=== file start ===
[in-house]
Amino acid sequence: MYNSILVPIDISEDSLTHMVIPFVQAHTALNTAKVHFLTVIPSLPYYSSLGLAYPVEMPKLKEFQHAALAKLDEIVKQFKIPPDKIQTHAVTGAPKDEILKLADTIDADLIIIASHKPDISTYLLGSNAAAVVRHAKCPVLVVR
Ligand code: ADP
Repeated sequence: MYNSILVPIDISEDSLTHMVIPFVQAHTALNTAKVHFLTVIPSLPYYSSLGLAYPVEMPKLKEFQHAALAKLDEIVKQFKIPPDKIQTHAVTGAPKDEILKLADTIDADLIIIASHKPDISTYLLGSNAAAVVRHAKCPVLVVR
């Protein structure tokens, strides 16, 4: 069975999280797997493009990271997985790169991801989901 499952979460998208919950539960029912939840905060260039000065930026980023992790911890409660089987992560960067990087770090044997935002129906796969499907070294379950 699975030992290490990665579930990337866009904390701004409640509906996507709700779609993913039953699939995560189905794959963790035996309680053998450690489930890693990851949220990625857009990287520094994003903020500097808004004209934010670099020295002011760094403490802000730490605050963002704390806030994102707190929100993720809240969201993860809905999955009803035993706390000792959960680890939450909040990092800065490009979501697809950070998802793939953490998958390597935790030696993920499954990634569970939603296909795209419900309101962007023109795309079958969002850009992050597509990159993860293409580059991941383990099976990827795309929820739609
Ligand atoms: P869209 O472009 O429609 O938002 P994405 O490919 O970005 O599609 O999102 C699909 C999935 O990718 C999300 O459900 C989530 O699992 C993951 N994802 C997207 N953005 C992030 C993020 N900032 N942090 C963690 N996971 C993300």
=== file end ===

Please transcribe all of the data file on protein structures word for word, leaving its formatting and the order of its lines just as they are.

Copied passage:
[in-house]
Amino acid sequence: MYNSILVPIDISEDSLTHMVIPFVQAHTALNTAKVHFLTVIPSLPYYSSLGLAYPVEMPKLKEFQHAALAKLDEIVKQFKIPPDKIQTHAVTGAPKDEILKLADTIDADLIIIASHKPDISTYLLGSNAAAVVRHAKCPVLVVR
Ligand code: ADP
Repeated sequence: MYNSILVPIDISEDSLTHMVIPFVQAHTALNTAKVHFLTVIPSLPYYSSLGLAYPVEMPKLKEFQHAALAKLDEIVKQFKIPPDKIQTHAVTGAPKDEILKLADTIDADLIIIASHKPDISTYLLGSNAAAVVRHAKCPVLVVR
């Protein structure tokens, strides 16, 4: 069975999280797997493009990271997985790169991801989901 499952979460998208919950539960029912939840905060260039000065930026980023992790911890409660089987992560960067990087770090044997935002129906796969499907070294379950 699975030992290490990665579930990337866009904390701004409640509906996507709700779609993913039953699939995560189905794959963790035996309680053998450690489930890693990851949220990625857009990287520094994003903020500097808004004209934010670099020295002011760094403490802000730490605050963002704390806030994102707190929100993720809240969201993860809905999955009803035993706390000792959960680890939450909040990092800065490009979501697809950070998802793939953490998958390597935790030696993920499954990634569970939603296909795209419900309101962007023109795309079958969002850009992050597509990159993860293409580059991941383990099976990827795309929820739609
Ligand atoms: P869209 O472009 O429609 O938002 P994405 O490919 O970005 O599609 O999102 C699909 C999935 O990718 C999300 O459900 C989530 O699992 C993951 N994802 C997207 N953005 C992030 C993020 N900032 N942090 C963690 N996971 C993300």